As an extension to the standard model, Schwarze (1991) examines the effects of heterogeneous jobs by including a ‘job-quality’ factor for both main and moonlighting job in the individual's utility function. While it would be desirable to have clear cut theoretical propositions, he shows that the quality of both jobs is ambiguously affiliated to multiple jobholding. In particular, whether improving working conditions on the first job implies an increase in moonlighting depends on whether the increase in job quality results in a higher marginal utility of leisure. If so, moonlighting will decrease. It however may also be that poor working conditions on the main job enhance the need to regenerate in the spare time. Analogously, assuming improving working conditions, leisure might then not be needed that much to recover from stress. Secondary jobholding may then increase.

While the analysis of moonlighting hours is an interesting endpoint in itself, the following empirical analysis focuses on the participation decision and explores both hours-constraints and ‘job quality’ factors which includes formal settings such as part-time or fixed-term employment but also individual conditions such as dissatisfaction with job security or work itself.

4 Data, expectations and descriptive findings

4.1 Data and expectations

The data are drawn from the German Socio-Economic Panel (SOEP) for Germany (Wagner et  al. 2007) and the British Household Panel Survey (BHPS) for the UK (Taylor et  al. 2008). Both surveys are nationally representative studies providing detailed information on individual and household related characteristics on an annual basis. The SOEP started in 1984, the BHPS was implemented in 1991. Both surveys provide a large range of questions concerning secondary jobholding. Since the questionnaires are not directly comparable there however are differences in questions and wording that should be kept in mind.

4.1.1 Hours-constraints

Unlike, for example, the special supplement of the 1991 CPS on moonlighting, there is no question in either survey as to why a worker holds a second job. Such an item would allow differentiating between a constrained and an unconstrained moonlighter. There however is a variety of indicators that help to identify whether it is because of hours-constraints or because of other reasons a worker might take a second job.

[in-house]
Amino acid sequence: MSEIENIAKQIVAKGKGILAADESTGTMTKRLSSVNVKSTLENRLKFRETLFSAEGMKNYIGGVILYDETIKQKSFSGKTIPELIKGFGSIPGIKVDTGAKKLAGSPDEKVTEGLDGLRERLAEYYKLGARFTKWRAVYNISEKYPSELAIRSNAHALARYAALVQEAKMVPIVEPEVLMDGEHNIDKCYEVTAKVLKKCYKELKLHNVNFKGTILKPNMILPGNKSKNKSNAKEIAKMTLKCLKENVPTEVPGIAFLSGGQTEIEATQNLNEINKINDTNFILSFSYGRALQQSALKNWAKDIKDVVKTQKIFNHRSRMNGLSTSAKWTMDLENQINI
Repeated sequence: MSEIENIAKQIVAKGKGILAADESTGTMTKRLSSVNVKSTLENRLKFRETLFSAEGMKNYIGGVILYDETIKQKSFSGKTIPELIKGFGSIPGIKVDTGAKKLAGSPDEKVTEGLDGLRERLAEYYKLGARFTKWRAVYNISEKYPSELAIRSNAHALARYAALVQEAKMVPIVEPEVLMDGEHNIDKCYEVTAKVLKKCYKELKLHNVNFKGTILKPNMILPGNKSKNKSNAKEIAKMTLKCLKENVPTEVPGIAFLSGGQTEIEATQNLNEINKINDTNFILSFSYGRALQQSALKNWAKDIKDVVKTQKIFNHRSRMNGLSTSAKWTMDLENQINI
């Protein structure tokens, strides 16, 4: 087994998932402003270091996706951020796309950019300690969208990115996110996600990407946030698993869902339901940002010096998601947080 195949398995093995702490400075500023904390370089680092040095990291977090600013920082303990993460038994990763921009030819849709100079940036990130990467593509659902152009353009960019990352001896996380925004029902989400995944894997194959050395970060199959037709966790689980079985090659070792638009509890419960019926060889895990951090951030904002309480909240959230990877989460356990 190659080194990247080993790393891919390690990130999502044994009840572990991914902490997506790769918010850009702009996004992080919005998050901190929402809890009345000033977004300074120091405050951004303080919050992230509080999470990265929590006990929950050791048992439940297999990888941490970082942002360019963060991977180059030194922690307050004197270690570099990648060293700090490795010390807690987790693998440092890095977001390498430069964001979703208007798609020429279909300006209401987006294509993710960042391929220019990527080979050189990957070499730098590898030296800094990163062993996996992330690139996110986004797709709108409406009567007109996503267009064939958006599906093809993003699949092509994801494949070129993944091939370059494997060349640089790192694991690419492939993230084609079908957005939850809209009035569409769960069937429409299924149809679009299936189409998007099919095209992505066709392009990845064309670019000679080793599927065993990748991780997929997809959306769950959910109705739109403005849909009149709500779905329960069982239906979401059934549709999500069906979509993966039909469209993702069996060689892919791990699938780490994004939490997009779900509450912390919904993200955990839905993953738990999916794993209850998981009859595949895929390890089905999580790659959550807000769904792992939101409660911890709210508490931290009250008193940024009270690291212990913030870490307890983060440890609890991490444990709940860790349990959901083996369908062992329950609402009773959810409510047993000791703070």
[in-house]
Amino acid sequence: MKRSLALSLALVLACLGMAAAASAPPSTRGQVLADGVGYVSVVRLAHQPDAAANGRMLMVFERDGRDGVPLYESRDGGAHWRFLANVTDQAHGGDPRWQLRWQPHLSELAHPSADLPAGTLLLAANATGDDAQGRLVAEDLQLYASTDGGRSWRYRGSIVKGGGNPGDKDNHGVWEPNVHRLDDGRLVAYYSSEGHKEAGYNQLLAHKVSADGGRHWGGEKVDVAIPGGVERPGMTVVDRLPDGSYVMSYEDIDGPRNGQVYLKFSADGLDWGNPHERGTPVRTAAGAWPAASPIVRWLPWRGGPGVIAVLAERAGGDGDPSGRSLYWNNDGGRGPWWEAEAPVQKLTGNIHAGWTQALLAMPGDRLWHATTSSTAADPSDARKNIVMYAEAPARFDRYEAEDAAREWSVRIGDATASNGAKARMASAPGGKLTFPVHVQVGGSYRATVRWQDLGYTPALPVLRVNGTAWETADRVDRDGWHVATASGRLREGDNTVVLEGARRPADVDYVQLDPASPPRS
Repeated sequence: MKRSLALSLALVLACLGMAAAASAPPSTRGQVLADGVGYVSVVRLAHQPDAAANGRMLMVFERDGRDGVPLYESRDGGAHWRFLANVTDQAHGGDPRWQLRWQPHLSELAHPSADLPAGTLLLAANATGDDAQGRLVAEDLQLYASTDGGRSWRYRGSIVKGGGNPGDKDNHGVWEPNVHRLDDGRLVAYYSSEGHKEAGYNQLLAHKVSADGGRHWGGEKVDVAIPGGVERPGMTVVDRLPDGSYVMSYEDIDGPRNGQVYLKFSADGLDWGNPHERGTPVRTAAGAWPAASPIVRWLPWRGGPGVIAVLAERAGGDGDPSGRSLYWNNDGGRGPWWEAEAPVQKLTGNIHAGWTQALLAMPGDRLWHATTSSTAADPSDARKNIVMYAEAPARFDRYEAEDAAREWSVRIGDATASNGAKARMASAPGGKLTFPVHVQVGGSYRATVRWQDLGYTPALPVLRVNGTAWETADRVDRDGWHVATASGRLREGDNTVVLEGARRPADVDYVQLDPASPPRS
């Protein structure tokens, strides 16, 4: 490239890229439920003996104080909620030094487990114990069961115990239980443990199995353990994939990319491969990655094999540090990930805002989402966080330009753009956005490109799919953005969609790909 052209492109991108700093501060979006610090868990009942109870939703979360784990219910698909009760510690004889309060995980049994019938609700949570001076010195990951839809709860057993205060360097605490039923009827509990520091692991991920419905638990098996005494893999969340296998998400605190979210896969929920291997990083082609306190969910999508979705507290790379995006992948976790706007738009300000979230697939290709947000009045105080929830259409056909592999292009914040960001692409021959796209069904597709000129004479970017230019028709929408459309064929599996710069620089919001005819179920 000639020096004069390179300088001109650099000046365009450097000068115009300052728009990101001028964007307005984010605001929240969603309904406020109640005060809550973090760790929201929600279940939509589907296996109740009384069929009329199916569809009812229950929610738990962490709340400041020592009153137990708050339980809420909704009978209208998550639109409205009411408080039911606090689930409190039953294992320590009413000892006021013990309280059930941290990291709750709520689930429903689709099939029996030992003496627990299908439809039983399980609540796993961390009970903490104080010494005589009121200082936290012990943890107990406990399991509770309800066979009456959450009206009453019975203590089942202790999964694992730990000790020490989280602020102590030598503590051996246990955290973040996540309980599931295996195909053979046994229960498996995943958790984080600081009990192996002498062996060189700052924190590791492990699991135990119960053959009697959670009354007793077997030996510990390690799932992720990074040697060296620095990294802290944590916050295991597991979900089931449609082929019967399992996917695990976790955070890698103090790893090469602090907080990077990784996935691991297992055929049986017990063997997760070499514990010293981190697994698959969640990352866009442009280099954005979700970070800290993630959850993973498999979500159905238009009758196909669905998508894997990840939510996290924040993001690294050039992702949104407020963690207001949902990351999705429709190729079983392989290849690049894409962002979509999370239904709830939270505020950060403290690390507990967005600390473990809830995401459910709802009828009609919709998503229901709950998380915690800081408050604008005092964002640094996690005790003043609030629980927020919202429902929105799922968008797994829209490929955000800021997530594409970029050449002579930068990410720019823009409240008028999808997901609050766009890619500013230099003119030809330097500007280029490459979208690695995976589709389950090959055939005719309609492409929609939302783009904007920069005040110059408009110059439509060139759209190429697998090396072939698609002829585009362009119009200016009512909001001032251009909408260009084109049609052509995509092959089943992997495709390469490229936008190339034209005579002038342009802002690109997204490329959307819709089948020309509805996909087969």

Above all, both surveys provide questions on the individual's preferences over hours worked. The BHPS directly asks for preferences, whereas the SOEP asks for the desired number of hours.Footnote 2 Comparing the number of desired hours with the number of hours usually worked per week allows generating appropriate indicators.

While there might be the usual caveats regarding subjective indicators, analyses show that the reported dissatisfaction with hours worked reflects actual restrictions on the choice of hours (Bryan 2007). There is also evidence that subjective reports on constraints predict adjustments in working hours by for example a change of job (Böheim and Taylor 2004b). If hours-constraints exist and if a job-change cannot be realized in the short run, workers might adjust their working hours by moonlighting.

4.1.2 Job-quality

Further questions on job related satisfaction are used to derive indicators on dissatisfaction with a)  job security, b)  total pay (BHPS)/household income (SOEP), c) work itself. In accordance with the theoretical arguments regarding job quality, a priori expectations towards the effects of dissatisfaction with job security are ambiguous. It might be, for example, that secondary jobholding serves as a hedge against unemployment (Bell et  al. 1997). Yet, it may also be possible that workers take even more efforts to perform well in their first job and are therefore less inclined to moonlight. As Schwarze (1991, p.  228) points out, it may as well be that less favorable labor market conditions that lead to concerns about job security in the first place may inhibit one to supply a second job.Footnote 3

Another indicator for low job quality is dissatisfaction with work itself. In contrast to job security, it might well be that a worker who is dissatisfied with her first job may be more likely to hold a second job: if work itself is not satisfying, but, for example, provides financial stability, an individual might moonlight if the second job provides amenities other than monetary benefits.Footnote 4